Britain’s intelligence agency MI5 has recently written to 300 companies in that country, warning them of a threat from Chinese hackers. That’s just the latest manifestation of a global worry—cyberattacks originating from Chinese computer networks.
Apart from the UK, the US, France and Germany have openly derided these attacks and have also taken the matter up with the Chinese government. Even a few strategic Indian government networks have faced the wrath of Chinese attacks. In mid-August, a couple of our defence websites were attacked and were propagating viruses.
China has denied any official involvement in these events. But there is enough evidence to suggest that many of these attacks have been part of a campaign of the Chinese institutional mechanism, which understands that cyberspace is going to be the future battle space. It will be a serious issue for the global community—and one that will have to be dealt with in the coming days.
Germany discovered Chinese espionage programs in computers in the chancellor’s office, the foreign ministry and a few other agencies. France witnessed and recorded attacks from Chinese networks on its government servers. The UK government detected infiltration by Chinese hackers into at least 10 Whitehall departments.
However, the most number of instances have been in the US, where Chinese attacks have been increasing in frequency and sophistication over the years. The most significant has been the attack on the Pentagon email system in June this year. Even the email of the defence secretary was crippled. There have been instances of the state department computers being hacked and added with trojans, attack on the naval warfare colleges and lots of regular distributed denial of service attacks.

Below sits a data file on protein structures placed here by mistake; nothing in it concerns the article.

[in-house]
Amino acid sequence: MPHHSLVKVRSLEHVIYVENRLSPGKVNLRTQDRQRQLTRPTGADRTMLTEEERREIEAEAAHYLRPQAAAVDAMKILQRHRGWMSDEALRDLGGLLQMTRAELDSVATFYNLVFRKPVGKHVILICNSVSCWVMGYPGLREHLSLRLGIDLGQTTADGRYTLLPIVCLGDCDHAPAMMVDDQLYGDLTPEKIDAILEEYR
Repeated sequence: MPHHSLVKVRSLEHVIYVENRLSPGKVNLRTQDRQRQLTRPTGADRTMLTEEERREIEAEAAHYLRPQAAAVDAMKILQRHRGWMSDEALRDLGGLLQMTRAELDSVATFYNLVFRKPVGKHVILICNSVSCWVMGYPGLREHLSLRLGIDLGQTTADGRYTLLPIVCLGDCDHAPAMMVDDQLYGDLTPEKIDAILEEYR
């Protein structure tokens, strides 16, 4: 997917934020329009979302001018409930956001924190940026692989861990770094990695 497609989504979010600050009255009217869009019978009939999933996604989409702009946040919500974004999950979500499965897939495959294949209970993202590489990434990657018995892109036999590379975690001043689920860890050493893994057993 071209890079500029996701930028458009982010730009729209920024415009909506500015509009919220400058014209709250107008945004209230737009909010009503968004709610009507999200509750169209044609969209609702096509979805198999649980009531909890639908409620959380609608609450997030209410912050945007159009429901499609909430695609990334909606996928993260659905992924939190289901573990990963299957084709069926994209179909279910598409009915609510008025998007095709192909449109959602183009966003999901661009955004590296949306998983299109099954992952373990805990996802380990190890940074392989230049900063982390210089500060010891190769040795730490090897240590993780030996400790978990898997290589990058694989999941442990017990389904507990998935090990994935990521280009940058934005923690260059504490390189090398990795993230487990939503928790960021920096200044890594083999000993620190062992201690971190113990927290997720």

In India, attacks from China-based addresses have surpassed those from Pakistani hackers, and their targets are the defence networks including the Defence Research and Development Organisation. Regular attacks and probing missions are launched on government servers, particularly those belonging to the National Informatics Centre, and also on the strategic national institutions. All these are part of the Chinese Vision 2050 of gaining “electronic dominance” globally.
While all such attacks definitely cannot be directly attributed to Chinese government networks, there are many instances where the role of the People’s Liberation Army (PLA) of China cannot be ruled out. The PLA documents that have made their way to the global community via Western intelligence sources have clearly outlined the growing importance to cyberwarfare tactics. These reports have outlined the growing support of the PLA to hacking groups and zealous individual Chinese sympathizers.
No doubt the US remains the primary target of Chinese designs, merely because of its defence and the embedded information technology (IT) prowess. India is also high on the radar because of its capacity to direct its future battlefield management techniques and weaponry systems using IT. The Chinese have watched India’s dominance in the global IT scenario over the years. And they have taken many steps to catch up—incentives for learning software, massive English training sessions, focus on low-cost outsourcing infrastructure and training of resources. A recent Organisation for Economic Co-operation and Development report has stated that the day is not far when China will catch up with India on the outsourcing bandwagon.